Associations between I-TFA and markers of abdominal obesity (WC and percentage of truncal fat) and of the proxies of intra-abdominal obesity (sagittal abdominal diameter and WC for given BMI) tended to be negative, although applied measuring methods are found to correlate well with intra-abdominal fat(41, 42), which is suggested to be the most harmful fat deposit from a metabolic perspective(42). To our knowledge, only a few epidemiological studies have formerly assessed TFA intake in relation to abdominal fat accumulation – with poorer measures of intra-abdominal fat – and the findings have been contradictive(43, 44). A former study in human subjects has reported a significant but small waist gain of 0·77 cm/2 % increment in energy intake from any TFA source(43). Similarly, TFA intake tended to increase WC more than a control fat in healthy overweight postmenopausal women, while the deposition of abdominal and liver fat did not differ(7). A randomised controlled trial in monkeys showed that a 6-year-long I-TFA-rich diets (approximately 8 % of energy) resulted in a significant increase in intra-abdominal fat mass(6). Since energy intake was controlled in the latter trial, authors have concluded that TFA consumption might affect metabolism and adipogenesis. However, well-documented biological mechanisms behind the potential abdominal obesity-inducing effect of TFA are lacking. The difficulties in extrapolating from animal experiments to human subjects and the fact that the intake of I-TFA in the trial on monkey was extremely high compared with assumed average intake in populations may explain why the cited results were not confirmed in the present paper.

In the present study, no clear associations between TFA and levels of IL-6 or C-reactive protein were found. The findings conflict with the evidence from observational studies indicating that TFA consumption increases the levels of the pro-inflammatory markers IL-6 and C-reactive protein among overweight women(45, 46). Further studies within this area are warranted, but the cited literature and the present findings may suggest that TFA primarily induces inflammation in already obese individuals with high TFA intake.

The most well-documented effect of I-TFA on CHD risk markers is the effect on serum lipids(1). In the present study, the relatively low I-TFA intake was not associated with lipid levels. In contrast, a meta-analysis of controlled trials – with I-TFA intakes ranging from 0·0 to 10·9 % of total energy – found a negative impact on cholesterol homeostasis(4). Similarly, in a prospective observational study, increasing TFA intake (mean intake 3·0 g/d) was associated with an increase in LDL-cholesterol and a decrease in HDL-cholesterol levels(47). In the present study, R-TFA was not associated with serum lipids either. Consistent with this, two recent cross-over, randomised, controlled trials demonstrated that high levels of R-TFA (approximately 10 g/d) affect cholesterol homeostasis negatively, whereas moderate intakes had neutral effects(10, 11).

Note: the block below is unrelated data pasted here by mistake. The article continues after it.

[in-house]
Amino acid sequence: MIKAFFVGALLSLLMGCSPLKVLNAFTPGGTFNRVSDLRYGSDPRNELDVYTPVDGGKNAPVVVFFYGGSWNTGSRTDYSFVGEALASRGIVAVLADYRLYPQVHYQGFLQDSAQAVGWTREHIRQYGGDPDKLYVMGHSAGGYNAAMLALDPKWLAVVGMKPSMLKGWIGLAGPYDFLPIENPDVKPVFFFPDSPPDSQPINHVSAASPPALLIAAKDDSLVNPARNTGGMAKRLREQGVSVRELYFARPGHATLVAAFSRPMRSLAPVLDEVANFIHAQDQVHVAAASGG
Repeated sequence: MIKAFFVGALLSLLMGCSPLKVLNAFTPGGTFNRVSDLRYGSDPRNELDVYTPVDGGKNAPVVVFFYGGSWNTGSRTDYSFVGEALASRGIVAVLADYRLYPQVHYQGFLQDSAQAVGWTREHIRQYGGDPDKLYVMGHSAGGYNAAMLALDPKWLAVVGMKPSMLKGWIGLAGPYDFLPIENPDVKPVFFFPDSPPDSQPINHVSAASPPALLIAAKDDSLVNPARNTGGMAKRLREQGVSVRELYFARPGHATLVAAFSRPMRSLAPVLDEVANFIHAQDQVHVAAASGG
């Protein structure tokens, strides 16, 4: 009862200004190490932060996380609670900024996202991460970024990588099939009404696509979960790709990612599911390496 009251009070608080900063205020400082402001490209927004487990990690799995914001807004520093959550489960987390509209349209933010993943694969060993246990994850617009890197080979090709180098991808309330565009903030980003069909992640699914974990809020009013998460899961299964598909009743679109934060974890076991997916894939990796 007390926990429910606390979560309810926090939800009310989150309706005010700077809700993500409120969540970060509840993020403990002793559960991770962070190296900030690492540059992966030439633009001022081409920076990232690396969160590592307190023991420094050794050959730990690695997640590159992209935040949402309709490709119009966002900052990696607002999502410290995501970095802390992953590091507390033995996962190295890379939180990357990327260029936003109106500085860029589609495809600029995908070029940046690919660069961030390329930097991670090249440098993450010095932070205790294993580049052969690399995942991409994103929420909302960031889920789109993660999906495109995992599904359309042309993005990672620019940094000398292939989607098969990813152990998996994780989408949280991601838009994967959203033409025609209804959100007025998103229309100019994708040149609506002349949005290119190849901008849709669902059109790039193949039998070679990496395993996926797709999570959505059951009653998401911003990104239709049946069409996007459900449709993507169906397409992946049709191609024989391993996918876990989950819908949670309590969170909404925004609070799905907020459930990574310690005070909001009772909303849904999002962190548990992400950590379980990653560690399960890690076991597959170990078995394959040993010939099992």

We found no association between intake of TFA of either source and systolic and diastolic blood pressure, in accordance with former intervention studies of even higher intake(48, 49).

Also, no association with HbA1c was observed, whereas a trend towards a positive association between R-TFA and insulin sensitivity index was seen. A very high intake of TFA has formerly been demonstrated to affect insulin sensitivity in short-term trials of obese subjects with or without diabetes(5052), whereas lower intake of TFA intake was not associated with insulin resistance among abdominal obese women(53), overweight men and women(54) or healthy subjects(55). Epidemiological data on the risk of type 2 diabetes in human subjects following a high intake of TFA are conflicting(50, 5659). In monkeys, Kavanagh et al. (6) demonstrated that high TFA consumption for 6 years changed insulin sensitivity through impaired glucose disposal. Potentially, both level and duration of TFA exposure and underlying predisposition to insulin resistance influence the effect of TFA on glucose homeostasis.